Last night, after leaving the office, I started on the trip which has become a part of my daily routine. I head over to the nearest 24 hour Tesco to pick up things for dinner and spend a disproportionate time hanging around the bargain bin. Usually, I pick up things I don't need and they get stuffed into the already bulging freezer compartment I have in my little student flat.  In the last week I've picked up oxtail, a load of lunch tongue, 20p runner beans, some veal and yesterday added a kilo of live mussels to the pile. Well, they only cost £1.70! 

As I staggered home, I couldn't help worrying how I had started to resemble my Dad.  He too had the bargain bin habit and made a point of visiting every large supermarket in our area twice a week. The amount of bargain food we threw away was ludicrous. The shopping trips were made even longer by his obsessive need to inspect every item on the shelf to check it wasn't in any way damaged, dented or discoloured. Is it only a matter of time before this happens to me?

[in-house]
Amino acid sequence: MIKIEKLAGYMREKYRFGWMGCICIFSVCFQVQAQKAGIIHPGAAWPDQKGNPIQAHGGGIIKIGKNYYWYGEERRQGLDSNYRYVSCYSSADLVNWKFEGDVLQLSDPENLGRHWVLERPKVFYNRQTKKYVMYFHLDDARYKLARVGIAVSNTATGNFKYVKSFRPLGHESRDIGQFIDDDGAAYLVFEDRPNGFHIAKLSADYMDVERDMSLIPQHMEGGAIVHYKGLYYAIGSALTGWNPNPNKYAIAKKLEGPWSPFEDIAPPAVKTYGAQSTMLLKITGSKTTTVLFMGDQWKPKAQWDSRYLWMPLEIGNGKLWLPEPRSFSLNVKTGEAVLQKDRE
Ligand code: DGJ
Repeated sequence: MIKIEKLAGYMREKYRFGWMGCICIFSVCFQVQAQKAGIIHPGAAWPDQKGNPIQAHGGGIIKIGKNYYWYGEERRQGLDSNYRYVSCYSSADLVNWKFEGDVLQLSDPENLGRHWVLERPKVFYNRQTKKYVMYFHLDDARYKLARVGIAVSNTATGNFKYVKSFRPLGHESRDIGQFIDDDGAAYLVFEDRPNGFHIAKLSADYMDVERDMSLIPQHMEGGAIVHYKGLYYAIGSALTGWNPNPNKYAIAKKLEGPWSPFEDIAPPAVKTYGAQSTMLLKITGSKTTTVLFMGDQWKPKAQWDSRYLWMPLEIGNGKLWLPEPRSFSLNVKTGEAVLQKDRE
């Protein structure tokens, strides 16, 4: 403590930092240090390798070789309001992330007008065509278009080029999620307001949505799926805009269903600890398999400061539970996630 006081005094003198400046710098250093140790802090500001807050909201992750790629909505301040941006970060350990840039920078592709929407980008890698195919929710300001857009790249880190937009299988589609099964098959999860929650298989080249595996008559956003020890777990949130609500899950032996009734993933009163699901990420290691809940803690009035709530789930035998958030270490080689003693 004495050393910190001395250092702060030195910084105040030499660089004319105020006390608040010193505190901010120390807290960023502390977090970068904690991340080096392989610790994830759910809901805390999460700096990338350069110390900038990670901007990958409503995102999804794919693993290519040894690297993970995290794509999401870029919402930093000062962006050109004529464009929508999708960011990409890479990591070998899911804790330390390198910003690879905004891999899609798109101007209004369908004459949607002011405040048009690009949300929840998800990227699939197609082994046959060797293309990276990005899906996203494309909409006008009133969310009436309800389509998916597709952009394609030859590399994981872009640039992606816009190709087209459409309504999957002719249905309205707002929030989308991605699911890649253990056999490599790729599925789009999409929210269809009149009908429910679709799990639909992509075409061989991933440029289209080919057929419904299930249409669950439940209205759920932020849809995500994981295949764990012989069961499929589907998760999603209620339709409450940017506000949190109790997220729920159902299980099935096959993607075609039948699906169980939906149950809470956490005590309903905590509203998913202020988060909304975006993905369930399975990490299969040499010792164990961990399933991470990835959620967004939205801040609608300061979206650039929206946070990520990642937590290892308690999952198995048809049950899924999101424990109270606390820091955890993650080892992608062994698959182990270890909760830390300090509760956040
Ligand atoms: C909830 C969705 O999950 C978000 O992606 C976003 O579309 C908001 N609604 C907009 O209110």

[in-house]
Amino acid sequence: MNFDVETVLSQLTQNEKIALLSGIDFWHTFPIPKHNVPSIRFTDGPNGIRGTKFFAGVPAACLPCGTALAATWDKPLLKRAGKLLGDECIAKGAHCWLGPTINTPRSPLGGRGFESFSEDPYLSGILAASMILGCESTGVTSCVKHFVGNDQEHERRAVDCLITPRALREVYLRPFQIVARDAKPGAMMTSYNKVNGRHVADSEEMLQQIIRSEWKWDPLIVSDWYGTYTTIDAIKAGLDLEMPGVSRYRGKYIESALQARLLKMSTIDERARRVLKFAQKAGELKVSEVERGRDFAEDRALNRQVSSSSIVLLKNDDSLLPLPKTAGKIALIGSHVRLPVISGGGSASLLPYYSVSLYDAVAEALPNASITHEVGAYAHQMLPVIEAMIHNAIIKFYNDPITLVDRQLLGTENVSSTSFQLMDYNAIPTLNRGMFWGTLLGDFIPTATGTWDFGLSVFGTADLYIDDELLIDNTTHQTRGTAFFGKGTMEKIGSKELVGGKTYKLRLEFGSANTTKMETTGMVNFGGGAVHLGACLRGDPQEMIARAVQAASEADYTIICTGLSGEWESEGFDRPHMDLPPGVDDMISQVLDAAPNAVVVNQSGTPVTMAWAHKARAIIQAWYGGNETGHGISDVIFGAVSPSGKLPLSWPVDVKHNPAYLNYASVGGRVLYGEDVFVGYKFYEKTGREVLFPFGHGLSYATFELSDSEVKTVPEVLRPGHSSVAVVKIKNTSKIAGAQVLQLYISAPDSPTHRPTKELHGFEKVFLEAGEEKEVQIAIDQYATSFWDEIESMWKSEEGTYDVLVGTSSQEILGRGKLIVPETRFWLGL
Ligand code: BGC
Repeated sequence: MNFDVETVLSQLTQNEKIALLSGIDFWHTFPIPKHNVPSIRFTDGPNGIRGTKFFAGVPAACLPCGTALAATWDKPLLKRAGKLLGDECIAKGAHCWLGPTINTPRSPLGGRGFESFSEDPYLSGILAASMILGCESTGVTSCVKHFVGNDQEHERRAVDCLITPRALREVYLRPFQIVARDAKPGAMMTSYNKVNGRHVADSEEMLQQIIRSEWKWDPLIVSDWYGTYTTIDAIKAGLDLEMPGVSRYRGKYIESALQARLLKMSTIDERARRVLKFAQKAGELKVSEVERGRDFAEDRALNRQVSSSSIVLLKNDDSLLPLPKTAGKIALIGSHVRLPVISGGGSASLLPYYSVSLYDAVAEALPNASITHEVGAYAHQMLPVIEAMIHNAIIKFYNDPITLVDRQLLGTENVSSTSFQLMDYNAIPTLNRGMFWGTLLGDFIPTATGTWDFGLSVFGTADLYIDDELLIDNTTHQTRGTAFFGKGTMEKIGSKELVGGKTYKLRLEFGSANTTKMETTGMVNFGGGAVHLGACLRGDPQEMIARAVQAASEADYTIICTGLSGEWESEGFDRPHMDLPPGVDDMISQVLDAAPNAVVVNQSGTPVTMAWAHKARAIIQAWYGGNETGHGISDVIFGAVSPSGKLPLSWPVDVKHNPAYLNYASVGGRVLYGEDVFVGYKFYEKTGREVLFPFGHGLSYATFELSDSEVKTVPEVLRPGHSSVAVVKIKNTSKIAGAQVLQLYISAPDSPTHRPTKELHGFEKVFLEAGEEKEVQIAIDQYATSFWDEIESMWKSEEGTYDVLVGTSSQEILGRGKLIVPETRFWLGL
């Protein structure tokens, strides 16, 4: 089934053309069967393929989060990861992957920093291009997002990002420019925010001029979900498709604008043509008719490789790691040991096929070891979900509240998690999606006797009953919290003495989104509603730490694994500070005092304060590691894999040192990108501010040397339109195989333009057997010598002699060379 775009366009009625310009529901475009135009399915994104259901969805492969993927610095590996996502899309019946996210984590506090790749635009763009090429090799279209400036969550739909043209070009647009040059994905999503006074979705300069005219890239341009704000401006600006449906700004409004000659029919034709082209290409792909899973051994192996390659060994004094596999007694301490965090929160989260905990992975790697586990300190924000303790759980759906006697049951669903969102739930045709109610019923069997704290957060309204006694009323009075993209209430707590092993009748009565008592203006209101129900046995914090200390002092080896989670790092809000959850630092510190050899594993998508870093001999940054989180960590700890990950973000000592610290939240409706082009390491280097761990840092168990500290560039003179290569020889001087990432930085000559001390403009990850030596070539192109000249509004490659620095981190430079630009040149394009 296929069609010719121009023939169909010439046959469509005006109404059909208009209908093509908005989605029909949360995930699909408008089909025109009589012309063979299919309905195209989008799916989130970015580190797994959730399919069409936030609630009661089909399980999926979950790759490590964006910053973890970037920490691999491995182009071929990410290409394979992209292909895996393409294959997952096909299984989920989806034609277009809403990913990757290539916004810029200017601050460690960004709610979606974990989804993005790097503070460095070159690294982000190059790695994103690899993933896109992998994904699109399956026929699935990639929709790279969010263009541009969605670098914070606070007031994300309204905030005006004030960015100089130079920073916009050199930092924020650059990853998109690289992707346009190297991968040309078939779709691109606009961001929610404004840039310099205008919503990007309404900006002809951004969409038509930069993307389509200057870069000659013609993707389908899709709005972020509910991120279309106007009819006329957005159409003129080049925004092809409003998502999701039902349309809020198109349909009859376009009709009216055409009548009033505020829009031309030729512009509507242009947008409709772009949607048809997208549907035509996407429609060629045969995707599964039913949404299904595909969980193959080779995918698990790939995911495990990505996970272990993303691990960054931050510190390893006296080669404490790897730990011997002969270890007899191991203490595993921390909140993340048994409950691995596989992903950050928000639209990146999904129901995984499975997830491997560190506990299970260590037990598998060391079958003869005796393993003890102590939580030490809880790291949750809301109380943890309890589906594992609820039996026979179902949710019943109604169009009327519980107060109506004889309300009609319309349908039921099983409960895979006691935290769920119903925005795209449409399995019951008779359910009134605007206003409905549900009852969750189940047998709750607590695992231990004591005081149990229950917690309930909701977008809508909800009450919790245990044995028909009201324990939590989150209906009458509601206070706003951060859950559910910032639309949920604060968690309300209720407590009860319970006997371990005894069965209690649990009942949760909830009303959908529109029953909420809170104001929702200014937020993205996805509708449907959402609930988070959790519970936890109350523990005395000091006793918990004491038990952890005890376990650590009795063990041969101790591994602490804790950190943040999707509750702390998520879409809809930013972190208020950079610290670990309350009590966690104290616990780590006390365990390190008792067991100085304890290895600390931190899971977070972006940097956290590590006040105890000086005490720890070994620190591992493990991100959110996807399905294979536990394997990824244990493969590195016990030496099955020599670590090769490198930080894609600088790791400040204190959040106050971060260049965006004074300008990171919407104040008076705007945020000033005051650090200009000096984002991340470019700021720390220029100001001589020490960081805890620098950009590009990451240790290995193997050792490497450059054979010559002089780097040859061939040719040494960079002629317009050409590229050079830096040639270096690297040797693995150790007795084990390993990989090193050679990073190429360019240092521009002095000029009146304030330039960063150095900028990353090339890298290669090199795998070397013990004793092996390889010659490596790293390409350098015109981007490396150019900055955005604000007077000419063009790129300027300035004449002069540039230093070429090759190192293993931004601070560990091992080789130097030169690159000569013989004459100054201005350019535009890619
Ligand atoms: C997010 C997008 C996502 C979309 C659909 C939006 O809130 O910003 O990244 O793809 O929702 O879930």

Coincidentally, Dad popped by the flat that evening to drop off some stuff from home and harass me about various insurance related things. As we talked, I brought out that day's purchase from the fridge and said, “Look Dad! Only £1.70 for a kilo!” Dad had recently started eating seafood again after years of vegetarianism, so I thought he might be interested. He seemed confused.

“Live mussels? What does live mean?” This the type of question only my dad would ask. Maybe he thought they were plugged into the mains.

“Uhh… live as in alive. It means they aren't dead,” I replied. At this point a look of sheer horror came over Dad's face.

“You're going to eat them alive?! You can't do that! ”

“No, I'm not eating them alive.” Dad looked more calm. “I'm going to cook them. They'd probably make me ill if I ate them alive.” This sent him through the roof.